One advantage of the present invention is that, by defining the size of the pad opening X, and the height of the solder mask h, the volume of the solder paste required for soldering can be accurately controlled. Well 22 in the solder mask 20 helps to prevent the migration of solder from one pad to another. This virtually eliminates rejection of the printed circuit board assembly due to shorts between adjacent pins.
Another advantage of the printed circuit board of the present invention is that the openings in the solder mask allow the device to be placed on the printed circuit board manually without the aid of sophisticated vision equipment. The ease of component placement while using the printed circuit board of the present invention is illustrated with reference to FIG. 6, a perspective view of the printed circuit board of the present invention and a PGA integrated circuit component to be mounted thereon.
Referring now to FIG. 6, manual placement is done by first placing corner pin 50 of package 40 in corner well 52. A determination that the pin is in the well may be easily made by moving the pin around. The presence of an obstruction indicates that pin 50 is in the well 52. The pin on the opposite corner in the same row or column of pins, shown at reference numeral 54 in FIG. 6, is then placed into its mating well 56. The remaining pins are lowered and will automatically fall into the remaining wells. After the package 40 is initially placed such that the pins are aligned in the wells, some pressure is applied to the top of the package to allow all of the pins to penetrate the solder paste. When the pins are all located in the wells, the solder mask prevents the pins from moving out of the cavity by providing a physical barrier. This can be verified by applying gentle lateral motion to the package. After the placement of the components on to the printed circuit board, the printed circuit boards with the mounted components can be transported from the placement area to the reflow machine without any chance that the PGA package 40 will be knocked out of alignment.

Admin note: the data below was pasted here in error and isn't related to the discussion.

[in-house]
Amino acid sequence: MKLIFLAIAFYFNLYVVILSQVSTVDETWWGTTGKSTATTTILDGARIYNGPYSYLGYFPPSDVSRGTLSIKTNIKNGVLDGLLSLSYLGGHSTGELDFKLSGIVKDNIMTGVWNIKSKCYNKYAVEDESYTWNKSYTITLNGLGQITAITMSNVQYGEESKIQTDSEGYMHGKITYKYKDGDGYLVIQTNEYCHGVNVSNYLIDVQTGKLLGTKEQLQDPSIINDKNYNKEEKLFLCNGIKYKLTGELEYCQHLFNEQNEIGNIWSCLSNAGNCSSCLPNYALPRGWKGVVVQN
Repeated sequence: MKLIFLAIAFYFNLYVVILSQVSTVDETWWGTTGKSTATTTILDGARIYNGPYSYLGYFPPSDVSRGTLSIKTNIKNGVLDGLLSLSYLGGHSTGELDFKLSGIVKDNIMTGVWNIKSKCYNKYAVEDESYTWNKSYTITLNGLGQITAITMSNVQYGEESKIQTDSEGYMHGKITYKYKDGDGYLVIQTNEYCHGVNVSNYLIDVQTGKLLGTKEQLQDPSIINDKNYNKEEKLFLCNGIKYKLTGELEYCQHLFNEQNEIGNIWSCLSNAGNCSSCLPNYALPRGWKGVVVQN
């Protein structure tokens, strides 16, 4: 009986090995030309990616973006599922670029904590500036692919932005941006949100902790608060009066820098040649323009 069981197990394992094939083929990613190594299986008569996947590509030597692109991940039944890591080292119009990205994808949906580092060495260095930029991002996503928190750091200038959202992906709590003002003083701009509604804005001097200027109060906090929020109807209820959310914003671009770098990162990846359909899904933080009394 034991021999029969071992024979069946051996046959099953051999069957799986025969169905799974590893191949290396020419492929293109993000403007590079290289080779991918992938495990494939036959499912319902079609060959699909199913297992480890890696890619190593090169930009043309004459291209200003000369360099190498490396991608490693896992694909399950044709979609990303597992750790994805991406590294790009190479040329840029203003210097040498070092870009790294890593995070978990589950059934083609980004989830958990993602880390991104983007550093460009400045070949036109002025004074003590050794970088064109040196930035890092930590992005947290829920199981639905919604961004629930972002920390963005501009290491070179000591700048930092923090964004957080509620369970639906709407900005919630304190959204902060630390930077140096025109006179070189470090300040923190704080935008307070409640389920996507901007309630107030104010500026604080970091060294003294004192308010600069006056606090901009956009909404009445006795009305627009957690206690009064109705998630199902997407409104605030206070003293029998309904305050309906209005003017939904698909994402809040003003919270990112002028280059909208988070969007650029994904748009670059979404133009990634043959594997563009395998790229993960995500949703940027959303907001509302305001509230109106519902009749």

The copper pads on the printed circuit board 10 should be planar. Pursuant to prior art processes, these pads are typically hot air solder levelled after the openings in the solder mask have been made. Hot air solder levelling is an uncontrolled process and can result in substantial non-planarity of the pads. It should therefore be avoided when using the printed circuit board of the present invention. The easiest way to achieve planarity of the pads is to avoid any further processing after the wells 20 in the solder mask 22 have been opened. As previously mentioned, oxidation of the copper surfaces of these pads can be prevented by coating the pads with an anti-oxidant such as benzo-triazole. A slightly more expensive alternative is to deposit a very thin coating of electroless gold or palladium or a thick coating of electroless tin on the surfaces of the pads. Yet another way to prevent the oxidation of the copper pads is by sealing them in nitrogen purged bags until ready for assembly.
While embodiments and applications of this invention have been shown and described, it would be apparent to those skilled in the art that many more modifications than mentioned above are possible without departing from the inventive concepts herein. The invention, therefore, is not to be restricted except in the spirit of the appended claims.
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|U.S. Classification||228/180.1, 228/254, 228/215|
|Cooperative Classification||H01L2224/16237, H01L2224/81141, H05K2201/10704, H05K3/3421, H05K2201/09472, H05K2201/0949, H05K2203/0577, H05K3/3452, H05K2203/0588, H01L2924/00013|
|European Classification||H05K3/34C3, H05K3/34E|
|Oct 17, 1994||AS||Assignment|
Owner name: COMDISCO, INC., ILLINOIS
Free format text: ASSIGNMENT OF ASSIGNORS INTEREST;ASSIGNOR:APTIX CORPORATION;REEL/FRAME:007170/0347
Effective date: 19940915
|Apr 23, 1996||AS||Assignment|
Owner name: GREYROCK BUSINESS CREDIT, CALIFORNIA
Free format text: SECURITY AGREEMENT;ASSIGNOR:APTIX CORPORATION;REEL/FRAME:007991/0056
Effective date: 19960412
|Sep 19, 1996||AS||Assignment|
Owner name: ZUKEN-REDAC, INC., CALIFORNIA
Free format text: SECURITY INTEREST;ASSIGNOR:APTIX CORPORATION;REEL/FRAME:008146/0764
Effective date: 19960601
|Sep 25, 1998||FPAY||Fee payment|
Year of fee payment: 4
|Aug 14, 2000||AS||Assignment|
|Sep 27, 2002||FPAY||Fee payment|
Year of fee payment: 8
|Oct 16, 2002||REMI||Maintenance fee reminder mailed|
|Sep 1, 2005||AS||Assignment|
Owner name: MENTOR GRAPHICS CORPORATION, OREGON
Free format text: ASSIGNMENT OF ASSIGNORS INTEREST;ASSIGNOR:APTIX CORPORATION;REEL/FRAME:016945/0219
Effective date: 20050627
|Oct 12, 2006||REMI||Maintenance fee reminder mailed|
|Mar 28, 2007||LAPS||Lapse for failure to pay maintenance fees|
|May 22, 2007||FP||Expired due to failure to pay maintenance fee|
Effective date: 20070328